I have it saved in as
Wifi Statusbar.py in this Gist. If you have Ole Zorn’s
New from Gist.py script, you can install mine directly from within Pythonista. There’s also a Gist for the similar script that cleans screenshots taken on LTE. The only difference between the two is the image used on the left side.
Using the scripts is straightforward. When you have a screenshot that needs to be cleaned, launch Pythonista and run the WiFi or LTE script, as appropriate. You’ll be taken to the image picker, which looks very much like the Camera Roll view in the Photos app. Tap on the screenshot image you want to clean, and you’ll soon see the cleaned version in the Pythonista console. Tap and hold on the image to bring up the choices to copy the image to the clipboard or save it to the Camera Roll.
(The most recent version of Pythonista allows you to save images directly to the Camera Roll, without going through this step, but I’ve found that images saved that way are always put in JPEG format. Saving the image through the console keeps it in PNG format, which I prefer for screenshots.)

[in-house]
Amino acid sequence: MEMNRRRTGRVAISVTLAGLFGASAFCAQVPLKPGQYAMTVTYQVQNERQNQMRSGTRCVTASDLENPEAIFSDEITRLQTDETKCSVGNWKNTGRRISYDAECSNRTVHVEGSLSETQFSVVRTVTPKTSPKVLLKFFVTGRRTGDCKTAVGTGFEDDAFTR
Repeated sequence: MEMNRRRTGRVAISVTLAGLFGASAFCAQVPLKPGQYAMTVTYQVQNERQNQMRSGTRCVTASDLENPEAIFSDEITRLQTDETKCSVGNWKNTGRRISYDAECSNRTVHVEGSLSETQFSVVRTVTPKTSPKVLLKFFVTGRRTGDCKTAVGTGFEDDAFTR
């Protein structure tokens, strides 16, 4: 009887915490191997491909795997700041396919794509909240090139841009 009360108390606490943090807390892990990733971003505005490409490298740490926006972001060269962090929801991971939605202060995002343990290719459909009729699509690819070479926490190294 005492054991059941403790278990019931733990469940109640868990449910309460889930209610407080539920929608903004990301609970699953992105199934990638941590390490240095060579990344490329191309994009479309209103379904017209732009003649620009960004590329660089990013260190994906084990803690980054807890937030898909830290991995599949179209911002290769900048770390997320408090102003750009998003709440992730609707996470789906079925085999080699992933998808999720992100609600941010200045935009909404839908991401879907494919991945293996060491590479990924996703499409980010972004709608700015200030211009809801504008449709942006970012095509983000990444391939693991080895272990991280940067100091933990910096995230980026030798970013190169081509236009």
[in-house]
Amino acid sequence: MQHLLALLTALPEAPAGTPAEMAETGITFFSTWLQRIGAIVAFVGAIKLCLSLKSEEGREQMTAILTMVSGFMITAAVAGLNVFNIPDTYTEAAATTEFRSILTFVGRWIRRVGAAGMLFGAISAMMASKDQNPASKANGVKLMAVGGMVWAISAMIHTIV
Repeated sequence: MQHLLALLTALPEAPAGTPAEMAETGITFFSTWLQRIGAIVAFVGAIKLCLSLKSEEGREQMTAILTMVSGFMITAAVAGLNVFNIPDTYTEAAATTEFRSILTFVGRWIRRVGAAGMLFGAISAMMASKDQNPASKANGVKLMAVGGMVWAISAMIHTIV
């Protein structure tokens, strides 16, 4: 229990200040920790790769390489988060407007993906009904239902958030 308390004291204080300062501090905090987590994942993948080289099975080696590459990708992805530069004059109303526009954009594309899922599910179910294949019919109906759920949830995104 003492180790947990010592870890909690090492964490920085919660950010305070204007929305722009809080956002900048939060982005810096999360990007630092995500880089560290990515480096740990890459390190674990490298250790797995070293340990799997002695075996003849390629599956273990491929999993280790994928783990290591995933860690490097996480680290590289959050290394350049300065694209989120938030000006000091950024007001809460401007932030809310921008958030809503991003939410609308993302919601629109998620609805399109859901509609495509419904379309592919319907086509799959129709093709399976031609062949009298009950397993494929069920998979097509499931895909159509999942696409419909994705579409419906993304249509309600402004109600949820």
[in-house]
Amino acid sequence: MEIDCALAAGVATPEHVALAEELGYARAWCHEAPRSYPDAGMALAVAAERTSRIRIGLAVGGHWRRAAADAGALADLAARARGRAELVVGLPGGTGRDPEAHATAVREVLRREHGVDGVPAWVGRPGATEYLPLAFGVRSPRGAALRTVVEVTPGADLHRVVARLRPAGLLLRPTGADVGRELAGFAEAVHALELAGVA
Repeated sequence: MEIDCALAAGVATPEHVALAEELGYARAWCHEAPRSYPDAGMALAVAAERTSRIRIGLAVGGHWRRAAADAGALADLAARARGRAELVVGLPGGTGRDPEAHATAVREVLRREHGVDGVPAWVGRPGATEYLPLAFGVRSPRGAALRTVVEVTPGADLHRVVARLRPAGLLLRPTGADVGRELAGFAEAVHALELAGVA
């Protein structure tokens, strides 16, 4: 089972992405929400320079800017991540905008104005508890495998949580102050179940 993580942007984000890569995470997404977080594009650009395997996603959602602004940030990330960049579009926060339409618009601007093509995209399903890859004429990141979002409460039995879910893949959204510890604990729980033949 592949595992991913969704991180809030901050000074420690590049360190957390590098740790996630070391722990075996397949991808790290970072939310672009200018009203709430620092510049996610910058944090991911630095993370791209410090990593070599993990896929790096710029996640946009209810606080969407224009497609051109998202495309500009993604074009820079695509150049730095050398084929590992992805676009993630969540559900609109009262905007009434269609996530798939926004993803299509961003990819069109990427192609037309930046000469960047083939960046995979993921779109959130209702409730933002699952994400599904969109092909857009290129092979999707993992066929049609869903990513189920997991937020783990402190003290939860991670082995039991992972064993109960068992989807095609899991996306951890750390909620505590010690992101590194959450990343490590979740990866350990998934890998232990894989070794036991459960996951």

A few final points:
- Instead of having two scripts,
LTE Statusbar.py, that do essentially the same thing, I could have combined them into one script that asks the user to choose which overlay to use on the left side. I decided to make two scripts because I’m always going to know which version I want to use before I run it.
- A better solution might be a module with two functions: one for WiFi and one for LTE. That module could then be imported into any number of scripts, including ones that create the side-by-side screenshots that Federico often uses.
- The mask images could probably be improved. If I make any such improvements, I’ll update the Gists, but I won’t write a post about it.
- Although I’ve shown them working on iPhone screenshots only, the scripts should work on the iPad, too.
- I honestly think I’m done with this topic now. If I write any more statusbar cleaning scripts, I’ll post them as Gists but I won’t blog about them.